Swiss Chard & Persimmon Sautée
Swiss chard, persimmons, pomegranate seeds and walnuts make a very inviting way of enjoying winter greens in this colorful festive dish!
Swiss chard is at its best in the fall and winter months. It has a full flavor, naturally salty, a little peppery, slight sweetness and and a touch of bitter, so good. In the warmer months Swiss chard can be more bitter and less of the other flavors. Even the stems are good and so vibrant in color. Rainbow Swiss chard which usually has a few of each color, white, yellow, orange and red is perfect for this dish. But, but any single color or mix will do fine. Swiss chard bunches tend to be larger from the Farmers market than the produce section of grocery store, so you may want two bunches if the bunches are small 8–10 stalks. The Swiss Chard & Persimmon Sautee goes beautifully with the Red Lentil with Ginger and Carrot soup. It’s nice to have about two cups or so left over to make the Swiss Chard & Creamy Almond Ricotta Pizza the next day for an appetizer or to accompany.
Persimmons are in season at the same time and bring the expression “if it grows together, it goes together” home. Persimmons start coming in the Farmers markets in late October and continue to be available through December. The most common persimmons available are the Fuyu and the Hachiya. I recommend Fuyu persimmons for this dish because they are best when they are firm and hold their texture in the sautee.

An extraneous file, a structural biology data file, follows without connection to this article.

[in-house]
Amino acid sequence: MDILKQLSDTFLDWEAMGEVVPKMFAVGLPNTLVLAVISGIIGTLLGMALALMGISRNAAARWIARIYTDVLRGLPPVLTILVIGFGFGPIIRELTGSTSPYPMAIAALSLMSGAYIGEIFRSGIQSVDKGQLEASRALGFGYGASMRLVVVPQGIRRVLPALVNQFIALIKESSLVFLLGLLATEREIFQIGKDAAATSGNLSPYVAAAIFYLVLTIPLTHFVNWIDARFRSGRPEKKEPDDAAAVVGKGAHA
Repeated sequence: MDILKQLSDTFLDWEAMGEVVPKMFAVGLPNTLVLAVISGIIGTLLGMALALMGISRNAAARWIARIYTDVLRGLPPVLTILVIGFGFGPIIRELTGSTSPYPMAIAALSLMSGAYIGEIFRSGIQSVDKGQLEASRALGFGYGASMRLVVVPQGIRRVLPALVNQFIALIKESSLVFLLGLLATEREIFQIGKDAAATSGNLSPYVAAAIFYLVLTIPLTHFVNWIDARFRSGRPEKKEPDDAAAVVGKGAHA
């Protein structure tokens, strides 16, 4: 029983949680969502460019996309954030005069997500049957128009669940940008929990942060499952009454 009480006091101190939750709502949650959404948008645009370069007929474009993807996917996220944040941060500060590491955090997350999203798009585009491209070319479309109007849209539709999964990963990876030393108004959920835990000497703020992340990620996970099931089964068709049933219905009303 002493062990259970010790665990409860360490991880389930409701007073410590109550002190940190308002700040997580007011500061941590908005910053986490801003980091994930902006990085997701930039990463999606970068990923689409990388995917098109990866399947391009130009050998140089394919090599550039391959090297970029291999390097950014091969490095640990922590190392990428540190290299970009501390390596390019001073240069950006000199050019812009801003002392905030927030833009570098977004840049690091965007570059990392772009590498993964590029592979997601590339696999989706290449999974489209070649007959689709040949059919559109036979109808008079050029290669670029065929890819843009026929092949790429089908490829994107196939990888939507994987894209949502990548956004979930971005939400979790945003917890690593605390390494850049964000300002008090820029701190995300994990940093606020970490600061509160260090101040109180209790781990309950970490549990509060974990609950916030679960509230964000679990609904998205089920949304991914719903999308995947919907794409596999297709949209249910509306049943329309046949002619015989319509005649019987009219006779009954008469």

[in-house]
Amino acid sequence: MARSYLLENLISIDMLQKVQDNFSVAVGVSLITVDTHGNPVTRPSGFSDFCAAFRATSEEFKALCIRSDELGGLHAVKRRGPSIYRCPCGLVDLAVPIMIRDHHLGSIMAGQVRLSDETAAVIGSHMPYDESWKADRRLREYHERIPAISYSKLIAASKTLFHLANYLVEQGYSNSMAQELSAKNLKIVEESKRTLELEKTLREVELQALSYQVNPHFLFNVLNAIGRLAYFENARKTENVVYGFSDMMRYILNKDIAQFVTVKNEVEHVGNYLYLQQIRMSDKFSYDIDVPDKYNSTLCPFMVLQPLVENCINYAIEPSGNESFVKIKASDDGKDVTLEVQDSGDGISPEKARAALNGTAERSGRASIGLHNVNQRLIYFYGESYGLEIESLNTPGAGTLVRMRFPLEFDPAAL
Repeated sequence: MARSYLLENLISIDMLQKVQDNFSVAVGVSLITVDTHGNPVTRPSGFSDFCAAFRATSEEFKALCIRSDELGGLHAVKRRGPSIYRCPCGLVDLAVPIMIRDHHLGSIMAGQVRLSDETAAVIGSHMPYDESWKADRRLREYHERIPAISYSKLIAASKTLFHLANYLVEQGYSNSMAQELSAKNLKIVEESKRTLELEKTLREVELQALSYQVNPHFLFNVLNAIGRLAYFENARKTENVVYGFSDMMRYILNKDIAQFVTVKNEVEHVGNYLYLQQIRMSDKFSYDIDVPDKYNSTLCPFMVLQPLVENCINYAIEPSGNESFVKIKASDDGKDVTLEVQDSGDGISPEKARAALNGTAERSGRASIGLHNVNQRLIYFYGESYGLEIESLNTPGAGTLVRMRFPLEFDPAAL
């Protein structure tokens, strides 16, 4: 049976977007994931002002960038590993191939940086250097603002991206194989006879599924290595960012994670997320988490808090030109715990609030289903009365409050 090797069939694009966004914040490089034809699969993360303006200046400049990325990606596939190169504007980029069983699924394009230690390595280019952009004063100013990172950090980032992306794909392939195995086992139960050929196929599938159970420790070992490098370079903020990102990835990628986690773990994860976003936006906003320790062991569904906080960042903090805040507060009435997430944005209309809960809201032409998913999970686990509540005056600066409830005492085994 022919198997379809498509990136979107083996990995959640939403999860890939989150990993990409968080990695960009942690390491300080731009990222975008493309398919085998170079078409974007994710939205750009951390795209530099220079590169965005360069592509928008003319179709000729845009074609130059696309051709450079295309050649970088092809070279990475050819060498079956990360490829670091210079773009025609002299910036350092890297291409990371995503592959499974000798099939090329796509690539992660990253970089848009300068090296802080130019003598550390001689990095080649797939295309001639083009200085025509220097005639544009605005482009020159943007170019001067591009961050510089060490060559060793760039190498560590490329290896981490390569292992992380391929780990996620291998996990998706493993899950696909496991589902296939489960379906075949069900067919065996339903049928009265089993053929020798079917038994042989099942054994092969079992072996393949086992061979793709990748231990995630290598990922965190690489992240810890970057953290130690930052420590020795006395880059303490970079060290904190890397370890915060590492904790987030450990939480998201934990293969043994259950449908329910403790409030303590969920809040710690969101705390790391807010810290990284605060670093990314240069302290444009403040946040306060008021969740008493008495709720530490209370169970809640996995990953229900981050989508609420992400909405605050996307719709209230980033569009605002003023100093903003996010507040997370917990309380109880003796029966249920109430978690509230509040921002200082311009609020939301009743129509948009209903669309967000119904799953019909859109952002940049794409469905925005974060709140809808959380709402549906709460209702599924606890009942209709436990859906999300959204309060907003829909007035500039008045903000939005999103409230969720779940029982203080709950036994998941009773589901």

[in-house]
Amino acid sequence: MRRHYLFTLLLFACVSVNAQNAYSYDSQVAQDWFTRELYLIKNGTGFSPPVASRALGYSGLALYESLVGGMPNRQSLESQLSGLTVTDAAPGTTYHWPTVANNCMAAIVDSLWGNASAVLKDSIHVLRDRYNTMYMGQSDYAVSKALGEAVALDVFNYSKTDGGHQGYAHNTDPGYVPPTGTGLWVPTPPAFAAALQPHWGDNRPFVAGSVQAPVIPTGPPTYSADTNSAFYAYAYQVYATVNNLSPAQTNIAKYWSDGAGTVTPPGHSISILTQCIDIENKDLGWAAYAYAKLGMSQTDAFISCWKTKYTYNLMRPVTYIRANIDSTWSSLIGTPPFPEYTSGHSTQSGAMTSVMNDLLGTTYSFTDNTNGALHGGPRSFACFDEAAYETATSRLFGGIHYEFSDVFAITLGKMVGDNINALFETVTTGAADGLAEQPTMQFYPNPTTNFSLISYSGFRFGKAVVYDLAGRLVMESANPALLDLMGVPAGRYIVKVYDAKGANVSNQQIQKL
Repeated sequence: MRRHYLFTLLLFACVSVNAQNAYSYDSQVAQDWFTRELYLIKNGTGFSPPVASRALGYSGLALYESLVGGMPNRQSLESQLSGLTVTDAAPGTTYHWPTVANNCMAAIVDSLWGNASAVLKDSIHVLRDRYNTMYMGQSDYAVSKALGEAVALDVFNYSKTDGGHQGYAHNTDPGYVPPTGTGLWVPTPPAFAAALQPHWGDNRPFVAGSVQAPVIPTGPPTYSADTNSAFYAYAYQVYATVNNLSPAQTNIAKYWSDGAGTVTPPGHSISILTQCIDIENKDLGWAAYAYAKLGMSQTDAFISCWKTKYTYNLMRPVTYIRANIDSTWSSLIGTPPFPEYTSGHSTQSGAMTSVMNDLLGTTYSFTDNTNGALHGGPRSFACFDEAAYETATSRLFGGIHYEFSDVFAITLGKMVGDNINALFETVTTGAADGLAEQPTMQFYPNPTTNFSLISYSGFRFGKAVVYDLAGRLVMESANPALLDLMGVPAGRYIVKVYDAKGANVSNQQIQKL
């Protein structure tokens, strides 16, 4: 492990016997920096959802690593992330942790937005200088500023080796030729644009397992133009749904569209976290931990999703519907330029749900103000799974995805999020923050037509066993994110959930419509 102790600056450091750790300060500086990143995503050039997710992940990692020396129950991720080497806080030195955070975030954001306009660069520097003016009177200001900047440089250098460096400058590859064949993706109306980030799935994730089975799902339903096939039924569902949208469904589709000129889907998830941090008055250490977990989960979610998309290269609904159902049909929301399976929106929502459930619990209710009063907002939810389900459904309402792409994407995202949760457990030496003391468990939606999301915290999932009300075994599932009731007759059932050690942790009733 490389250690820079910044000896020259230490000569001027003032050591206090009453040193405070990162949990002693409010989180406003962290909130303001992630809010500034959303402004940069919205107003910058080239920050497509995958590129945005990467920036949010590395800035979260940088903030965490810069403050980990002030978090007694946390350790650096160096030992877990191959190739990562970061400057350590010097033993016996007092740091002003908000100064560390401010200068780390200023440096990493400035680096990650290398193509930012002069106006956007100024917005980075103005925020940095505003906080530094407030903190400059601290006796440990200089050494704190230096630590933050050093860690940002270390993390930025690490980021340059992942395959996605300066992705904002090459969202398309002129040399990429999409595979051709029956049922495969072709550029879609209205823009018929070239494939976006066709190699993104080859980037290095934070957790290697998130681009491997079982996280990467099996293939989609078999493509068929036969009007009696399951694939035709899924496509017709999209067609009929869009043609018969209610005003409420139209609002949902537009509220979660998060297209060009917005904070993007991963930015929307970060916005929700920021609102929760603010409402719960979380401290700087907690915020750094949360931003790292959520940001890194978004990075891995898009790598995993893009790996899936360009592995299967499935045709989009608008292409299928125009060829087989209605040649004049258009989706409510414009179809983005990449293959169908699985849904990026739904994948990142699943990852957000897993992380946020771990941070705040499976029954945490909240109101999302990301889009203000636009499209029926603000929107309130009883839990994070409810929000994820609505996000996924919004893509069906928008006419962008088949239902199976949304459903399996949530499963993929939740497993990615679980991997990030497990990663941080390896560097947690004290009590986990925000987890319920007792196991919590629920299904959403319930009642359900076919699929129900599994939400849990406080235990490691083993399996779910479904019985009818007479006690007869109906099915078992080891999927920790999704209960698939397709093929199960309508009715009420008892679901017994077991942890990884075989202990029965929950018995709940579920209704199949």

Fuyu persimmons will turn really bright orange as they heat through (so pretty). The persimmon slices cook quickly, so adding them at the end for just a couple minutes will be enough. Persimmons are what make the cinnamon really work in this dish. They almost taste like they have cinnamon even before adding the cinnamon. The salty, mineral taste of the Swiss chard is complimented by the sweet spiciness of the persimmons.
Both the young Swiss chard and more mature Swiss chard work well for this dish. The cooking time will vary for both the Swiss chard stems and the leaves, depending on the age and tenderness of the chard. Young small stems will wilt and cook faster than the tall older stalks. Total cooking time will range from 10 minutes to 20 minutes.
The pomegranate seeds, persimmon wedges and toasted walnut are garnish, but really add finesse to the final dish and bring so much color to the table. The pomegranate seeds give a lovely burst of fruity, citrusy brightness, the persimmon wedges give a vibrant color and texture and extra sweetness, and the toasted walnuts add a crunch and nuttiness. Persimmons get softer in texture and more saturated in colour after they have been cut. The platter is very festive and looks beautiful at a Holiday table.
Tools Used in this Recipe
- chef knife
- large cutting board
- wok style pan or large sautee pan
- flat edge spatula (wooden works well)